Arsenal Gallery Exhibit
Queens Jewels: A History of Queens Parks
Queens Jewels: A History of Queens Parks will be on display in the Arsenal Gallery through September 5th, 2002.
The 7,000-acre Queens parks system is remarkably varied, as befits the most ethnically diverse county in the United States. But just a century ago, before Queens grew from a loose collection of villages into New York City's second most populous borough, Queens had no park system at all. It did have the barest of beginnings: a scattering of town greens and squares; a tradition of caring for trees dating back to the 18th-century establishment of the nation's first nurseries in Flushing; and one large park that was known, misleadingly, as the Brooklyn Forest.
The story of how these small seeds grew into Queens's impressive array of ocean beaches, wetlands, forests, playgrounds, pools, recreation centers, golf courses, historic houses and monuments begins at the turn of the last century. In 1895, the City acquired Forest Park, more than 500 acres in size. In 1911, Queens got its own Parks Department. Unfortunately, a year later Forest Park's woodlands were devastated by the chestnut blight, and the new Department found itself in the Queens tradition of tending to trees: removing the felled chestnuts.
Also in 1912 the Queens Parks Administration assumed its post at the Forest Park Overlook, with commissioner Walter Eliot attempting to impose orderly open-space planning over what had formerly been a haphazard and fractious process at best. The borough's first municipal playground, Ashmead, was established in 1914. A beautification project around the same time created landscaping at the Queensboro Bridge approaches.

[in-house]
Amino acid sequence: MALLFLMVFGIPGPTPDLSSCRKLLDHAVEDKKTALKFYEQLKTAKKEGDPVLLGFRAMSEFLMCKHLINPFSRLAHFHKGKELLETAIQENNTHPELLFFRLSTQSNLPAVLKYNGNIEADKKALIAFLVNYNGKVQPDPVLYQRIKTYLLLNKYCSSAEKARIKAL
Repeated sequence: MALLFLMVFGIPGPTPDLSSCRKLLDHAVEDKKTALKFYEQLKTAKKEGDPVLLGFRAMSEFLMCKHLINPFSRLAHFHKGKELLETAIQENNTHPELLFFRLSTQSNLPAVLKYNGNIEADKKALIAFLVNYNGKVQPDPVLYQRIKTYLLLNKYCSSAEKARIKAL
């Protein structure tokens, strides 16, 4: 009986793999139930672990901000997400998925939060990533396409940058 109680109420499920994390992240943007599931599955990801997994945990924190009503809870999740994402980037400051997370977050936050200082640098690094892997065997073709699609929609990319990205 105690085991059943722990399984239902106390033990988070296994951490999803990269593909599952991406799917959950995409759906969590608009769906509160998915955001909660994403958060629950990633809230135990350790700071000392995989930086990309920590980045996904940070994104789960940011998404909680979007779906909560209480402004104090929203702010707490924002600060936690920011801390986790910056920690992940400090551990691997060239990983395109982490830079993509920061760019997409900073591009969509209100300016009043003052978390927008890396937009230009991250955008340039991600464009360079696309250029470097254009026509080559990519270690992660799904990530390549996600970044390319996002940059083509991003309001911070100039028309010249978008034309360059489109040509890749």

In the 1920s, Queens's population doubled to more than a million residents, and park acreage kept pace, with acquisitions including the mostly natural 330-acre swath known as the Alley. In 1934, Robert Moses was appointed as the first citywide parks commissioner, and in the ensuing years he directed a massive expansion and upgrading of Queens parks facilities. To make way for the New York World's Fair of 1939-40, the city reclaimed the massive Flushing ash dump of Great Gatsby fame, and began its transformation into a great urban oasis. Astoria Park Pool, roomy enough for 6,600 bathers, opened in 1936. Rockaway Beach and its boardwalk were improved with state-of-the-art facilities and playgrounds along the shore.
In the postwar years, a string of parks in eastern Queens were improved, forming an emerald necklace that stretches from Flushing Meadows to the Nassau County border. After the 1964-65 World's Fair, a few of the fair buildings were adapted for reuse, such as the Hall of Science and the Singer Bowl, and the pavilion that became the Queens Zoo aviary. Shea Stadium opened in 1964 and welcomed the New York Mets to Queens. The St. Albans Naval Hospital property was acquired in 1977 as a park and renamed for civil-rights leader Roy Wilkins. In 1986 a family recreation center was built on the site.
In the 1980s and 90s the City redesigned and renovated many of the borough's older parks, and turned its attention to improving its stewardship of open spaces and natural resources. Udall's Cove was preserved as a pristine wetland, and the decommissioned Coast Guard base at Fort Totten was protected as a historic site. Flushing Meadows-Corona Park has become a mecca for the multitudes of all backgrounds and ethnicities who flock there to picnic, play soccer and attend its many cultural festivals. Contemporary art is displayed on the Astoria waterfront at Socrates Sculpture Park. And many of the old traffic triangles and village greens, which once constituted virtually all the parks Queens had, have been enhanced with new and varied plantings. Thus, in its first century the Queens parks system has become a welcome setting for many jewels.